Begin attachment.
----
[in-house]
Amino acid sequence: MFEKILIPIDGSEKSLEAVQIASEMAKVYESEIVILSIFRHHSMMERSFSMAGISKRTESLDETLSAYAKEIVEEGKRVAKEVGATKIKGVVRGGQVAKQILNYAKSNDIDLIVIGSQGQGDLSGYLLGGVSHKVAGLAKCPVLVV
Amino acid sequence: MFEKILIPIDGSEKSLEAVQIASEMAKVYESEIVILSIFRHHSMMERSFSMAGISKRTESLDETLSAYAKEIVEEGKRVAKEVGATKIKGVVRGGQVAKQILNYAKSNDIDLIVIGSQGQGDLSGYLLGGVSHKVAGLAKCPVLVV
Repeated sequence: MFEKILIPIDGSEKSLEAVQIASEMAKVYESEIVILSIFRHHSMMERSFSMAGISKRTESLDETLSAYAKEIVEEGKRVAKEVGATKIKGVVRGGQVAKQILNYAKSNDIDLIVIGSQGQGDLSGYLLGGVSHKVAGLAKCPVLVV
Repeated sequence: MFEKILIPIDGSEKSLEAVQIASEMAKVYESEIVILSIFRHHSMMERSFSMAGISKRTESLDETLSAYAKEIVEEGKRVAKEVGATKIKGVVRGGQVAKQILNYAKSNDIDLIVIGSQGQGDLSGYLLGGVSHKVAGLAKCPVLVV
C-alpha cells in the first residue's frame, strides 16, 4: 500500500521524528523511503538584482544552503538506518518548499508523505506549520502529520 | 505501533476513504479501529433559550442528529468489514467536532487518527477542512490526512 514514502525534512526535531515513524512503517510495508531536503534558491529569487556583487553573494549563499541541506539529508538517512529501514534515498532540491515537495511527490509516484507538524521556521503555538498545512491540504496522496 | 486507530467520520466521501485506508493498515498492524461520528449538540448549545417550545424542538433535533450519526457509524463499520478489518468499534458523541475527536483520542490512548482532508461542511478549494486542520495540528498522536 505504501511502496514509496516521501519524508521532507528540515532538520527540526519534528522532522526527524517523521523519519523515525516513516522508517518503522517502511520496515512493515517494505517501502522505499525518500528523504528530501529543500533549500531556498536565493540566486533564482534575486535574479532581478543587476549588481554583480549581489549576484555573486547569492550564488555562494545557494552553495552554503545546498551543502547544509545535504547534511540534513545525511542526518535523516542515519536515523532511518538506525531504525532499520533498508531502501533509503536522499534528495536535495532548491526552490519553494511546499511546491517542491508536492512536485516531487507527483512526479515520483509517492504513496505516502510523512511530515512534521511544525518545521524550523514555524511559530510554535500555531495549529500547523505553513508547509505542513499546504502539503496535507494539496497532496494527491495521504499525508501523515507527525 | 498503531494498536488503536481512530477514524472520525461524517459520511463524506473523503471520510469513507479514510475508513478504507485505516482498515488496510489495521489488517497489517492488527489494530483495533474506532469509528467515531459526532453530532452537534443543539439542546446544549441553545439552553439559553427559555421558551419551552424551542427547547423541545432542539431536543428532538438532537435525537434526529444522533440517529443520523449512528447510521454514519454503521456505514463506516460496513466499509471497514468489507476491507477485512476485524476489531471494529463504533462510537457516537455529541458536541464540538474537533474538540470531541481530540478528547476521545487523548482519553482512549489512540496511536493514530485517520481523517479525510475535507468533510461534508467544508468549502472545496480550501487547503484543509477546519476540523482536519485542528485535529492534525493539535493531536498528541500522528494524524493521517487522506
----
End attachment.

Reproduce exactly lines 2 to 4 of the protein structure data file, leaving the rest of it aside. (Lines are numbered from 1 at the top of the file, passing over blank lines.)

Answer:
Amino acid sequence: MFEKILIPIDGSEKSLEAVQIASEMAKVYESEIVILSIFRHHSMMERSFSMAGISKRTESLDETLSAYAKEIVEEGKRVAKEVGATKIKGVVRGGQVAKQILNYAKSNDIDLIVIGSQGQGDLSGYLLGGVSHKVAGLAKCPVLVV
Amino acid sequence: MFEKILIPIDGSEKSLEAVQIASEMAKVYESEIVILSIFRHHSMMERSFSMAGISKRTESLDETLSAYAKEIVEEGKRVAKEVGATKIKGVVRGGQVAKQILNYAKSNDIDLIVIGSQGQGDLSGYLLGGVSHKVAGLAKCPVLVV
Repeated sequence: MFEKILIPIDGSEKSLEAVQIASEMAKVYESEIVILSIFRHHSMMERSFSMAGISKRTESLDETLSAYAKEIVEEGKRVAKEVGATKIKGVVRGGQVAKQILNYAKSNDIDLIVIGSQGQGDLSGYLLGGVSHKVAGLAKCPVLVV